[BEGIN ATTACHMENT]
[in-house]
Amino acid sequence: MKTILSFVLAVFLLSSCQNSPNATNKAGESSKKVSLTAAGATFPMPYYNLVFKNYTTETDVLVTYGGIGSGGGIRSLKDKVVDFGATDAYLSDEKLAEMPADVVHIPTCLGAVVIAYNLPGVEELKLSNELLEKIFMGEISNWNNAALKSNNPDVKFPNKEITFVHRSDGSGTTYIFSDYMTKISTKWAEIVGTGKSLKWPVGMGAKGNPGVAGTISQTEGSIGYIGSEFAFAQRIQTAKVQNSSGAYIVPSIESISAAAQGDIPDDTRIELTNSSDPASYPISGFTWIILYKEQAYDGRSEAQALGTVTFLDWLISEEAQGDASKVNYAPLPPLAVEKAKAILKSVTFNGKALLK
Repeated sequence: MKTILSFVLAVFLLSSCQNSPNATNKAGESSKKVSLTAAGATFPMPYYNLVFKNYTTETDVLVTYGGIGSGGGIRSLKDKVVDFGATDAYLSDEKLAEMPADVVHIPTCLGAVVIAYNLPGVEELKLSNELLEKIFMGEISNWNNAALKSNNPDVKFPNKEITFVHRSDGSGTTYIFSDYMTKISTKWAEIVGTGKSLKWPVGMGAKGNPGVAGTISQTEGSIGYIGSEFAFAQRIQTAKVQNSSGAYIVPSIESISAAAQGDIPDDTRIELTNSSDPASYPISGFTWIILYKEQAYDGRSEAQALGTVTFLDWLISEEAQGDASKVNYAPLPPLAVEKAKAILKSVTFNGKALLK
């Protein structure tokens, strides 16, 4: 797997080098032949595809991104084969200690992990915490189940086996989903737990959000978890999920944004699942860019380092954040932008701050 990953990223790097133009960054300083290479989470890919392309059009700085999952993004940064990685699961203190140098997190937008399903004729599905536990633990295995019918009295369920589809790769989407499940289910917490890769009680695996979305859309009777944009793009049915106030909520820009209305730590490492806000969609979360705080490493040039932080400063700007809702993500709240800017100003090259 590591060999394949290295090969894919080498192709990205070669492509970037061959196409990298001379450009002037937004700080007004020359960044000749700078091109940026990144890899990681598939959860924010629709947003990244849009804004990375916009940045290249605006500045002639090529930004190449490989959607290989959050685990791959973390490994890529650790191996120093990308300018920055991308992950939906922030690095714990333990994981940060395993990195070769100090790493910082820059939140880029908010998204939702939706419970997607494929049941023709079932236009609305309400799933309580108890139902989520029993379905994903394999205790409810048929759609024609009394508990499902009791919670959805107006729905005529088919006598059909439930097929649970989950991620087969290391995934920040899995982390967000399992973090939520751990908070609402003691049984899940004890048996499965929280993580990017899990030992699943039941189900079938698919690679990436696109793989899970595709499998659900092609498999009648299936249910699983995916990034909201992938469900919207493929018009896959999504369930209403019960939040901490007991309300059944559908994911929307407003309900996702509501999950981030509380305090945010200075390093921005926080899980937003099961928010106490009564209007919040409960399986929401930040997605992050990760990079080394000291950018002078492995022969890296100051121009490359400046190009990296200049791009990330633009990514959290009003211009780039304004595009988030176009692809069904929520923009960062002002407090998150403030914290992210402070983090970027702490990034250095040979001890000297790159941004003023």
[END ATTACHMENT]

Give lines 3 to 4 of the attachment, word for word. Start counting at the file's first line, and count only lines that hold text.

Repeated sequence: MKTILSFVLAVFLLSSCQNSPNATNKAGESSKKVSLTAAGATFPMPYYNLVFKNYTTETDVLVTYGGIGSGGGIRSLKDKVVDFGATDAYLSDEKLAEMPADVVHIPTCLGAVVIAYNLPGVEELKLSNELLEKIFMGEISNWNNAALKSNNPDVKFPNKEITFVHRSDGSGTTYIFSDYMTKISTKWAEIVGTGKSLKWPVGMGAKGNPGVAGTISQTEGSIGYIGSEFAFAQRIQTAKVQNSSGAYIVPSIESISAAAQGDIPDDTRIELTNSSDPASYPISGFTWIILYKEQAYDGRSEAQALGTVTFLDWLISEEAQGDASKVNYAPLPPLAVEKAKAILKSVTFNGKALLK
């Protein structure tokens, strides 16, 4: 797997080098032949595809991104084969200690992990915490189940086996989903737990959000978890999920944004699942860019380092954040932008701050 990953990223790097133009960054300083290479989470890919392309059009700085999952993004940064990685699961203190140098997190937008399903004729599905536990633990295995019918009295369920589809790769989407499940289910917490890769009680695996979305859309009777944009793009049915106030909520820009209305730590490492806000969609979360705080490493040039932080400063700007809702993500709240800017100003090259 590591060999394949290295090969894919080498192709990205070669492509970037061959196409990298001379450009002037937004700080007004020359960044000749700078091109940026990144890899990681598939959860924010629709947003990244849009804004990375916009940045290249605006500045002639090529930004190449490989959607290989959050685990791959973390490994890529650790191996120093990308300018920055991308992950939906922030690095714990333990994981940060395993990195070769100090790493910082820059939140880029908010998204939702939706419970997607494929049941023709079932236009609305309400799933309580108890139902989520029993379905994903394999205790409810048929759609024609009394508990499902009791919670959805107006729905005529088919006598059909439930097929649970989950991620087969290391995934920040899995982390967000399992973090939520751990908070609402003691049984899940004890048996499965929280993580990017899990030992699943039941189900079938698919690679990436696109793989899970595709499998659900092609498999009648299936249910699983995916990034909201992938469900919207493929018009896959999504369930209403019960939040901490007991309300059944559908994911929307407003309900996702509501999950981030509380305090945010200075390093921005926080899980937003099961928010106490009564209007919040409960399986929401930040997605992050990760990079080394000291950018002078492995022969890296100051121009490359400046190009990296200049791009990330633009990514959290009003211009780039304004595009988030176009692809069904929520923009960062002002407090998150403030914290992210402070983090970027702490990034250095040979001890000297790159941004003023």